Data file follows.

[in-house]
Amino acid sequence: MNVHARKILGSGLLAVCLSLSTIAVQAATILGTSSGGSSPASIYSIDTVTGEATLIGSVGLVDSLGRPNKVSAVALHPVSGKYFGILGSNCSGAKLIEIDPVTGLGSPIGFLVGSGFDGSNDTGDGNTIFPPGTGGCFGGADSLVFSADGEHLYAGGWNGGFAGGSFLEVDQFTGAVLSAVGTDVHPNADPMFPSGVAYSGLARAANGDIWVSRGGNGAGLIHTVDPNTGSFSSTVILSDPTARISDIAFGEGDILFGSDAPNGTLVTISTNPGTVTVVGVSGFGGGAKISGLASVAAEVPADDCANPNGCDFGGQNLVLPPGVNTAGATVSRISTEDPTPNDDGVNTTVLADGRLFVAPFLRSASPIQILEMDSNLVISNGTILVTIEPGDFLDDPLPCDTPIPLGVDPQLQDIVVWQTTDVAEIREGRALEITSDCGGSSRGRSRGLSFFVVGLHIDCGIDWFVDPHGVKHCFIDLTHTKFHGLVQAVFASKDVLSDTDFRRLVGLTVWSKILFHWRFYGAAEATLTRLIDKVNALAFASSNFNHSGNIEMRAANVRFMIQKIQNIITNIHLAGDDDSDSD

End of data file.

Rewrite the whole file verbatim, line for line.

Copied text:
[in-house]
Amino acid sequence: MNVHARKILGSGLLAVCLSLSTIAVQAATILGTSSGGSSPASIYSIDTVTGEATLIGSVGLVDSLGRPNKVSAVALHPVSGKYFGILGSNCSGAKLIEIDPVTGLGSPIGFLVGSGFDGSNDTGDGNTIFPPGTGGCFGGADSLVFSADGEHLYAGGWNGGFAGGSFLEVDQFTGAVLSAVGTDVHPNADPMFPSGVAYSGLARAANGDIWVSRGGNGAGLIHTVDPNTGSFSSTVILSDPTARISDIAFGEGDILFGSDAPNGTLVTISTNPGTVTVVGVSGFGGGAKISGLASVAAEVPADDCANPNGCDFGGQNLVLPPGVNTAGATVSRISTEDPTPNDDGVNTTVLADGRLFVAPFLRSASPIQILEMDSNLVISNGTILVTIEPGDFLDDPLPCDTPIPLGVDPQLQDIVVWQTTDVAEIREGRALEITSDCGGSSRGRSRGLSFFVVGLHIDCGIDWFVDPHGVKHCFIDLTHTKFHGLVQAVFASKDVLSDTDFRRLVGLTVWSKILFHWRFYGAAEATLTRLIDKVNALAFASSNFNHSGNIEMRAANVRFMIQKIQNIITNIHLAGDDDSDSD